Abel Tasmen & Some Hippie Hostel
Abel Tasmen is the name of the Dutch explorer who found New Zealand. It is also the name of a beautiful national park.
I am now on the Stray bus. I joined on with them in Picton. Basically the company runs a guided tour company around New Zealand. It is a hop on hop off bus service with various routes around the country. The route I chose is minimum 15 days. Every night they stop at random hostels around the country. Some places they stay 2 nights. If you particularly enjoy a stop, you can stay more nights and catch another bus a couple days later. I plan to stop 5 or so nights in Queenstown so this tour of the southern island will probably take me 20 or so days.
Anyway… back to Abel Tasmen. My goal was to wake up early and rent a kayak. You can’t sue anyone in this country so as a result there are loads of rules. They wouldn’t let me rent a kayak on my own so I bailed on kayaking.
Instead me and this Canadian took a water taxi along the cost for about 20 kilometers. We got off and slowly walked back to our hostel at the park entrance.
The Abel Tasman National Park is best known for its secluded beaches and clear blue water. There is a trail that runs along the whole coast in the park that traverses lush rain forests and white sandy beaches.
Some parts of the trail go through tidal pools where at high tide the trail is impassible (they have an alternate path). It was almost high tide, but we decided to hike it anyway. Parts of the walk I had to carry my bag above my head since the water was nearly up to my chin. I have video but no photos.
In the afternoon we stopped at the beach, played music, and drank beers. Around 5 oclock, we decided to head back to the hostel. According to the map the hostel 12 km or roughly 4 hours of walking. We made it back by 7:35.
The next day (Tuesday I think – Im losing track of time) we drove further south along the western coast. The western coast of New Zealand is basically a temperate rain forest. They considered filming Jurassic Park here but because of logistics they chose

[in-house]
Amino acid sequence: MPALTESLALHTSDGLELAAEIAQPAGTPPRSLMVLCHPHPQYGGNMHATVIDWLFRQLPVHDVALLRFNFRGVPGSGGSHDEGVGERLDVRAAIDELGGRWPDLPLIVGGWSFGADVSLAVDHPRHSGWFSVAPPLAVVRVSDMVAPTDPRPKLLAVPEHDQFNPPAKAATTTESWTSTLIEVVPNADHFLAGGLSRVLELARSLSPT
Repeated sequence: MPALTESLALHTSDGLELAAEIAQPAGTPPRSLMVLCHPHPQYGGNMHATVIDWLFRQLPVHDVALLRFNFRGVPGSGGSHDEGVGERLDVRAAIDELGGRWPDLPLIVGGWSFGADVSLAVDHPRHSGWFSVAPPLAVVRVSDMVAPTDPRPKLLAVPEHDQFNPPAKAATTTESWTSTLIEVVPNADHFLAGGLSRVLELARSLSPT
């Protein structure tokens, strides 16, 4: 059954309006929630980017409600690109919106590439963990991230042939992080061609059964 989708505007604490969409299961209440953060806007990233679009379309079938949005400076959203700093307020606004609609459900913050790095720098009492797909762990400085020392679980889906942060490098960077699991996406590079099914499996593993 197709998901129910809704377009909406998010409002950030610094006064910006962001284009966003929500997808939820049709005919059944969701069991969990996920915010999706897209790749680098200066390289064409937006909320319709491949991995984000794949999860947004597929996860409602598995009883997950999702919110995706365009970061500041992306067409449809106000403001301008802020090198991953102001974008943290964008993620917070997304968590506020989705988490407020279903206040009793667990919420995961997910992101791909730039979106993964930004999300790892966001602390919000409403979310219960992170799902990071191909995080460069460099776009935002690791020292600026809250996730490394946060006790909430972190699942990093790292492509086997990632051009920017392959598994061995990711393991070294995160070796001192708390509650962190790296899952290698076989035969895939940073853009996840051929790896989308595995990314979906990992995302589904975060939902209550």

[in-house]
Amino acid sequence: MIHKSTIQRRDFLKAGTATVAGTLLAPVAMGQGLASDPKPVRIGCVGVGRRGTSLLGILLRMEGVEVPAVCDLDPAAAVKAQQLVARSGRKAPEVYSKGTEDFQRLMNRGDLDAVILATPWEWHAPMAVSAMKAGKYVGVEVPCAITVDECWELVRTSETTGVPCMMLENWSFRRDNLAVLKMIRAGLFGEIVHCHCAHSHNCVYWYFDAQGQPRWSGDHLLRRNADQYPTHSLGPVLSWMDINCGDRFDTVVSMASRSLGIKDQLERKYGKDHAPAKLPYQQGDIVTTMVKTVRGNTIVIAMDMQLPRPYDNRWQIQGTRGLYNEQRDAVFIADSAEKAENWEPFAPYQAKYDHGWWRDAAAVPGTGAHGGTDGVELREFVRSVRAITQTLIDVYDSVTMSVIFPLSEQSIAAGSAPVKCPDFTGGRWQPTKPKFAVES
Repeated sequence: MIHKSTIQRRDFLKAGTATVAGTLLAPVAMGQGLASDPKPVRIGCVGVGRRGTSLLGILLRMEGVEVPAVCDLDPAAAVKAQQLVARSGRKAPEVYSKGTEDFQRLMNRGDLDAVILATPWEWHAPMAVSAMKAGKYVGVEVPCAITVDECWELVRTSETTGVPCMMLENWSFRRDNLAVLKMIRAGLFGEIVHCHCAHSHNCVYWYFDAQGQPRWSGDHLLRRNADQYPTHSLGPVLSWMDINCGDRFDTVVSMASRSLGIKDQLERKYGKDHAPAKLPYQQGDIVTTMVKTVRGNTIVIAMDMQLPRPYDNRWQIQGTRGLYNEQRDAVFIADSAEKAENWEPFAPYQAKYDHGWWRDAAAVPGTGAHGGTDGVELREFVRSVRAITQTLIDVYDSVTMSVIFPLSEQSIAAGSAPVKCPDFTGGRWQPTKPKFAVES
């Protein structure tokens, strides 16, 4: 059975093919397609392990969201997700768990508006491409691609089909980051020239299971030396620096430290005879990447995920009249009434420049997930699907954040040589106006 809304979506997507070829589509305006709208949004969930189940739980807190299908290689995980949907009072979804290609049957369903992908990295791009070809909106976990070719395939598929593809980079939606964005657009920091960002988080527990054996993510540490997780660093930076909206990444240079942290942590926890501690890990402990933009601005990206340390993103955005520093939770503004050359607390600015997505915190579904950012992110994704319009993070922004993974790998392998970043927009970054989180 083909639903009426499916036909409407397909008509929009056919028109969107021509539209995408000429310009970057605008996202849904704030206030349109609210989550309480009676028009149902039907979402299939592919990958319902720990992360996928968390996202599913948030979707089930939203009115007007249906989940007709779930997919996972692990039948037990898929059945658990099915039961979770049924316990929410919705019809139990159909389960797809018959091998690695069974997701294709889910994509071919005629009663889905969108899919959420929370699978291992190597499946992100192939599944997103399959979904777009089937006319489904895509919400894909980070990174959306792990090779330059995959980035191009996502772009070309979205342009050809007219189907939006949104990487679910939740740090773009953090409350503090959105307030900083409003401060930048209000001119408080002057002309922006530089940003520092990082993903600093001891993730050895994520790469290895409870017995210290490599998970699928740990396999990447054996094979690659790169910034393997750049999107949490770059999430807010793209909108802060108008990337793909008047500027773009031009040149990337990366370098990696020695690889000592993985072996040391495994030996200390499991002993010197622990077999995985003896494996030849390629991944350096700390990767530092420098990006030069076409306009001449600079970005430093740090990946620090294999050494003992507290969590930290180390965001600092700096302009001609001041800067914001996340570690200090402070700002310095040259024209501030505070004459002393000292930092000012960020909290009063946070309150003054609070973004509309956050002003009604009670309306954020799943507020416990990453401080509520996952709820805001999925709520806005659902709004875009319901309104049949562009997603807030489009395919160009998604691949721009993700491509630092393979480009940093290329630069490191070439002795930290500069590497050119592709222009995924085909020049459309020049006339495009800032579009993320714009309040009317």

We stopped multiple times to view a variety of landscapes; seals, pancake rocks, blow holes, dramatic beaches, and dense jungles.
Our accommodation for the night was great. It is an old hippie commune converted into a hostel. It consists of various small huts scattered over several acres of dense lush rain forest. Each hut is connected by a series of pathway. Eighth minutes down a path is a beach.
The hut themselves are a combination of modern and 1960’s decor. The walls of each hostel room are covered in psychedelic bird paintings. The roof is one big skylight. The beds are all pushed up against the wall with a communal sitting arrangement in the middle. It’s bizarre but comforting.
New Zealand is a weird place in general. It draws people from all backgrounds. Though they all have one thing in common – they love nature. 18 to 30 year olds are granted a work visa that allows them to come to New Zealand for up to one year to work. This is only granted once in your lifetime. So twenty somethings come here and WOOF (working on organic farms). WOOF is an organization where you can work for accommodation and food and maybe some money. Activities include cleaning hostels, picking grapes, cleaning stables, etc. So you have these people that go from farm to farm working their way through New Zealand. You work about 4 hrs a day and have the rest of the time free. Where as the US has Mexicans, New Zealand has twenty somethings from Europe. Its bizarre but people love it. Of course there are the others like me who just travel. But the people that WOOF, tend to be young free spirited hippies. One guy we met last night promoted living off the land and surrendering all your money back the the community. New Zealand really draws some freaks.